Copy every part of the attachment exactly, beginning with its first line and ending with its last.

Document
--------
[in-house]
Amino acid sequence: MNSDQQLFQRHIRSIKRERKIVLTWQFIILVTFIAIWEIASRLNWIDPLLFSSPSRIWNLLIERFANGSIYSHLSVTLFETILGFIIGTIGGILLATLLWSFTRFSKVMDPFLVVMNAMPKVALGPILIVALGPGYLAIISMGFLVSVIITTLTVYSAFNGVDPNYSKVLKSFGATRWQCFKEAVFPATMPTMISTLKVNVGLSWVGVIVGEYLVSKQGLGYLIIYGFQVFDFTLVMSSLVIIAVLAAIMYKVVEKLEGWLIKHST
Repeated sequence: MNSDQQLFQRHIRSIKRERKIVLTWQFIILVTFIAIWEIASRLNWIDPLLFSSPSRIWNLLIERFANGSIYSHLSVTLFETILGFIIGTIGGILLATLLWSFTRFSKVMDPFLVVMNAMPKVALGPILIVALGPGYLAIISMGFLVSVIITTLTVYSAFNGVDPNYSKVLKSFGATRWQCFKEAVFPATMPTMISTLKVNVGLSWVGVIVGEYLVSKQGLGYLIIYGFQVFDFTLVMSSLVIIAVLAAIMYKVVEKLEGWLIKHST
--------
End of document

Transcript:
[in-house]
Amino acid sequence: MNSDQQLFQRHIRSIKRERKIVLTWQFIILVTFIAIWEIASRLNWIDPLLFSSPSRIWNLLIERFANGSIYSHLSVTLFETILGFIIGTIGGILLATLLWSFTRFSKVMDPFLVVMNAMPKVALGPILIVALGPGYLAIISMGFLVSVIITTLTVYSAFNGVDPNYSKVLKSFGATRWQCFKEAVFPATMPTMISTLKVNVGLSWVGVIVGEYLVSKQGLGYLIIYGFQVFDFTLVMSSLVIIAVLAAIMYKVVEKLEGWLIKHST
Repeated sequence: MNSDQQLFQRHIRSIKRERKIVLTWQFIILVTFIAIWEIASRLNWIDPLLFSSPSRIWNLLIERFANGSIYSHLSVTLFETILGFIIGTIGGILLATLLWSFTRFSKVMDPFLVVMNAMPKVALGPILIVALGPGYLAIISMGFLVSVIITTLTVYSAFNGVDPNYSKVLKSFGATRWQCFKEAVFPATMPTMISTLKVNVGLSWVGVIVGEYLVSKQGLGYLIIYGFQVFDFTLVMSSLVIIAVLAAIMYKVVEKLEGWLIKHST